On the day before, March 31, the Associated Press broke the news that more than 1,000 retired flag and general officers had signed and delivered to the White House, Pentagon, and Congress an open letter endorsing current law regarding homosexuals in the military. Someone at MSNBC, a notoriously liberal network that few people watch, may have brainstormed about a way to make "news" by upstaging the thousand-star-studded open letter.
If Maddow was expecting Powell to break sharply with hundreds of his former Army colleagues, she had to be disappointed. After a chat about conventional foreign policy and military matters, Maddow sprang this question on General Powell: "[D]o you still think that "Don't Ask, Don't Tell" is necessary for good order and discipline in the military? You have discussed the idea that it should be reviewed. Would you support the move if Congress decided to get rid of that policy?"
Powell made some comments about the history of the issue, explaining why Congress passed a law making homosexuals ineligible for the military, which prior to 1993 had been long-standing Defense Department policy. He repeated the PC-bromide about "changing times" creating the need to "review the policy," but added this: "I am withholding judgment because I am not the chairman of the Joint Chiefs of Staff anymore. And I think we have to hear from our senior military leaders about the effect of a change in the law would have on the force."
Perhaps unimpressed with Powell's response, Maddow tried the "everybody else is doing it" angle:
Maddow: "The examples of other countries that have successfully integrated openly gay people into their forces, are those good reference points for that sort of a study?"
Powell: "Those are reference points that have to be taken into account, sure. I would study every one of those cases...I don't think, however, the armed force of the United States is the same as the armed force of one of our European friends or Canadian friends. And therefore as the courts have held traditionally over the years, and the Congress has as well, the military is a unique institution with rules and regulations and a way of living in close proximity with other soldiers-and you're told whom you're going to live with-that the military can have a set of regulations and rules that would not pass any kind of legal or constitutional muster if it was in civilian society. (Emphasis added)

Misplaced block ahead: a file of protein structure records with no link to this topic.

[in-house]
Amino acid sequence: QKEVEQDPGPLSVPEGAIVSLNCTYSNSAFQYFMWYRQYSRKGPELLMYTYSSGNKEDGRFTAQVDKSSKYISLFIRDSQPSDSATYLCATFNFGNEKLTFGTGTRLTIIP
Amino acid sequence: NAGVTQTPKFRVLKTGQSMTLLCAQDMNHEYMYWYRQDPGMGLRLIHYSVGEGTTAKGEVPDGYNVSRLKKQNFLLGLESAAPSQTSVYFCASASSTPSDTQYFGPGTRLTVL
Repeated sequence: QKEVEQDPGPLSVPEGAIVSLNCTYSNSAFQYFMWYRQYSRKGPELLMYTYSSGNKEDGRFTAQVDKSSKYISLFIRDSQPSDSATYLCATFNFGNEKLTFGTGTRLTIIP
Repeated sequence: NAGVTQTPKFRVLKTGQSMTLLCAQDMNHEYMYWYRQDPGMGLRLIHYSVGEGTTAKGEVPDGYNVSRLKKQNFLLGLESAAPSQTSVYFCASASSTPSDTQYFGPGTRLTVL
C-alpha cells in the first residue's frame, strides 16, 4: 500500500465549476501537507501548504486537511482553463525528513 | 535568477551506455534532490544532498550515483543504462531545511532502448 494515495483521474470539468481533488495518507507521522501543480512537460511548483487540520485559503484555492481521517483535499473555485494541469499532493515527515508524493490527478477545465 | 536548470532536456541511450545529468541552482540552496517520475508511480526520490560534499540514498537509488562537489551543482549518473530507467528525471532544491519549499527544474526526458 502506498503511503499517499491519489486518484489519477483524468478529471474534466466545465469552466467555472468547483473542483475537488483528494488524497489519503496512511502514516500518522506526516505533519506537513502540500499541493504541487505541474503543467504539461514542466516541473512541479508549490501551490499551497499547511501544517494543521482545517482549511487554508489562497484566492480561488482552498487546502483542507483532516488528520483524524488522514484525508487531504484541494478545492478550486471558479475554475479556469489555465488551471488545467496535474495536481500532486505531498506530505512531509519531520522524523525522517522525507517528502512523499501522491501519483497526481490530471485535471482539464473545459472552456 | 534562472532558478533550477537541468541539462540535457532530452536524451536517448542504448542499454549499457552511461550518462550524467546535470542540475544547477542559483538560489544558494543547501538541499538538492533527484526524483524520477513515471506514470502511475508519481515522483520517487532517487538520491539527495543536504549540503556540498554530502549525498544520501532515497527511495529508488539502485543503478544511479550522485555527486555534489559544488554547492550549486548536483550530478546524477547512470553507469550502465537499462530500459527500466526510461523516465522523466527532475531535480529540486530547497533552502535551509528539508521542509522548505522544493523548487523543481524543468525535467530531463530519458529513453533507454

"And so I think because it is the quality of the force and the ability of the force to apply the nation's power wherever it's called upon to do so, we have to be careful when we change this policy. But if the military leaders think that enough time has passed since 1993 that we ought to take a look at this and perhaps change the policy, I'll be completely supportive. I'm not going to make a judgment until I hear from the chiefs."
Gen. Powell appears conflicted between his high-profile endorsement of candidate Barack Obama last fall and his past support for the 1993 law, which President Obama opposes and has promised to repeal. As CMR President Elaine Donnelly explained in an October 2008 article for National Review Online, this is not the first time that Powell spoke about this subject in a way that appeared politically correct and supportive of President Barack Obama, but actually confirmed concerns of those who support the current law, Section 654, Title 10, U.S.C.